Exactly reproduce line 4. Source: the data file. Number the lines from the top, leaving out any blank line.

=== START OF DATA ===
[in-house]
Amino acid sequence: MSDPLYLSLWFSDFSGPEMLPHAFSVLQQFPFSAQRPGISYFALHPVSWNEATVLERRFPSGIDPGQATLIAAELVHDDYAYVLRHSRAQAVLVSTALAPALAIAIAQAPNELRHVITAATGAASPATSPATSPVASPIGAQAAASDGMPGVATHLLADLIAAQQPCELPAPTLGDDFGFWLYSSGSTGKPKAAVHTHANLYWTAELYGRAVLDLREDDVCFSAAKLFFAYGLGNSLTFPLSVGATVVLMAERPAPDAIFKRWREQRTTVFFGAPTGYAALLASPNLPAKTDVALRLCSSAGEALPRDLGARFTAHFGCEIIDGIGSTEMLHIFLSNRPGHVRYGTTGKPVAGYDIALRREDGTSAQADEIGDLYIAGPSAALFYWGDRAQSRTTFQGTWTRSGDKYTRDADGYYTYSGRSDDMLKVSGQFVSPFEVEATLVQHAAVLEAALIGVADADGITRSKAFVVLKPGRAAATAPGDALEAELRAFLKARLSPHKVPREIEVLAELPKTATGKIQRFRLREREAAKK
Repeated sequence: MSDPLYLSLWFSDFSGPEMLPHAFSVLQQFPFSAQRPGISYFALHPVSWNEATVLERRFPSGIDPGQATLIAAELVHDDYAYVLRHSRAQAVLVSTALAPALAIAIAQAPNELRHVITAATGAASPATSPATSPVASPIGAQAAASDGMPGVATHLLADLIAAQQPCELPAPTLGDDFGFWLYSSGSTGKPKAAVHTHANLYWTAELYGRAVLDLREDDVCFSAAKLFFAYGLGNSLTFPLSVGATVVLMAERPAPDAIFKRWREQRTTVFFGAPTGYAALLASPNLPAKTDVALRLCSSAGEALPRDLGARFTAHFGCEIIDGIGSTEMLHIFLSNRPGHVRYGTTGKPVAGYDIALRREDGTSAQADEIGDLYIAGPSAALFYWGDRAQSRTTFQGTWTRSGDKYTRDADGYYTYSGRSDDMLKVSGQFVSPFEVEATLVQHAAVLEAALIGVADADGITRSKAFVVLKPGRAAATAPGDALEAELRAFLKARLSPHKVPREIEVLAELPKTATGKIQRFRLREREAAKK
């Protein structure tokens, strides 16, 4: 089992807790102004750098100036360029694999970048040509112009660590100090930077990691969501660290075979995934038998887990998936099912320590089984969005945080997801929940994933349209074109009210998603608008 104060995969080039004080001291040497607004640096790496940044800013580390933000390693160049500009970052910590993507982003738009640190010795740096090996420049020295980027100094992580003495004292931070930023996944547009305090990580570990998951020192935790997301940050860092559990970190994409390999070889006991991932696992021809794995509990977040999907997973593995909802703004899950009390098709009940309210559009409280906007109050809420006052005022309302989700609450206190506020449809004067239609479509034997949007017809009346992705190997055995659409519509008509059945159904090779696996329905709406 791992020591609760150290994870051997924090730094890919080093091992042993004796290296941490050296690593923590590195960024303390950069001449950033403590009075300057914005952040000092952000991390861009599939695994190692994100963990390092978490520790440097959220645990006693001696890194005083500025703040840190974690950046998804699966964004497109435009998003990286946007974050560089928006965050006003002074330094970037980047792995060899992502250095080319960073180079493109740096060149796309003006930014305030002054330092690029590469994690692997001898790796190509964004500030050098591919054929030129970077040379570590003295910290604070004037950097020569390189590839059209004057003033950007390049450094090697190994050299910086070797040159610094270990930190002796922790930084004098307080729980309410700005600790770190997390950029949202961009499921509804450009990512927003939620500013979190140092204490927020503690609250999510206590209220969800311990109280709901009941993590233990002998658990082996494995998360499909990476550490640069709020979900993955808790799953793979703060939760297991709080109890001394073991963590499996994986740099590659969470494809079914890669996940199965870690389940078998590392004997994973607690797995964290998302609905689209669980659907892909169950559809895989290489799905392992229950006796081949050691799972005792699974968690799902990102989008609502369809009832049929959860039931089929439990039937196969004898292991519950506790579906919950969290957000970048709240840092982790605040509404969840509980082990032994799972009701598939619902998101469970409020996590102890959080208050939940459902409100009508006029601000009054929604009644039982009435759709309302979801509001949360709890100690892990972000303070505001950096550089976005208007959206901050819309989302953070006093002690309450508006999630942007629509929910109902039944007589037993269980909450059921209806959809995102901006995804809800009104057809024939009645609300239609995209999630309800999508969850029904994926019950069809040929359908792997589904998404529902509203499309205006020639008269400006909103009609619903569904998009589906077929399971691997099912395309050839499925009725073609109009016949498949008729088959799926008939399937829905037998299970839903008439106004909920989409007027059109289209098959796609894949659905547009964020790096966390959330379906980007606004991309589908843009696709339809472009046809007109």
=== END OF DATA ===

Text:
């Protein structure tokens, strides 16, 4: 089992807790102004750098100036360029694999970048040509112009660590100090930077990691969501660290075979995934038998887990998936099912320590089984969005945080997801929940994933349209074109009210998603608008 104060995969080039004080001291040497607004640096790496940044800013580390933000390693160049500009970052910590993507982003738009640190010795740096090996420049020295980027100094992580003495004292931070930023996944547009305090990580570990998951020192935790997301940050860092559990970190994409390999070889006991991932696992021809794995509990977040999907997973593995909802703004899950009390098709009940309210559009409280906007109050809420006052005022309302989700609450206190506020449809004067239609479509034997949007017809009346992705190997055995659409519509008509059945159904090779696996329905709406 791992020591609760150290994870051997924090730094890919080093091992042993004796290296941490050296690593923590590195960024303390950069001449950033403590009075300057914005952040000092952000991390861009599939695994190692994100963990390092978490520790440097959220645990006693001696890194005083500025703040840190974690950046998804699966964004497109435009998003990286946007974050560089928006965050006003002074330094970037980047792995060899992502250095080319960073180079493109740096060149796309003006930014305030002054330092690029590469994690692997001898790796190509964004500030050098591919054929030129970077040379570590003295910290604070004037950097020569390189590839059209004057003033950007390049450094090697190994050299910086070797040159610094270990930190002796922790930084004098307080729980309410700005600790770190997390950029949202961009499921509804450009990512927003939620500013979190140092204490927020503690609250999510206590209220969800311990109280709901009941993590233990002998658990082996494995998360499909990476550490640069709020979900993955808790799953793979703060939760297991709080109890001394073991963590499996994986740099590659969470494809079914890669996940199965870690389940078998590392004997994973607690797995964290998302609905689209669980659907892909169950559809895989290489799905392992229950006796081949050691799972005792699974968690799902990102989008609502369809009832049929959860039931089929439990039937196969004898292991519950506790579906919950969290957000970048709240840092982790605040509404969840509980082990032994799972009701598939619902998101469970409020996590102890959080208050939940459902409100009508006029601000009054929604009644039982009435759709309302979801509001949360709890100690892990972000303070505001950096550089976005208007959206901050819309989302953070006093002690309450508006999630942007629509929910109902039944007589037993269980909450059921209806959809995102901006995804809800009104057809024939009645609300239609995209999630309800999508969850029904994926019950069809040929359908792997589904998404529902509203499309205006020639008269400006909103009609619903569904998009589906077929399971691997099912395309050839499925009725073609109009016949498949008729088959799926008939399937829905037998299970839903008439106004909920989409007027059109289209098959796609894949659905547009964020790096966390959330379906980007606004991309589908843009696709339809472009046809007109």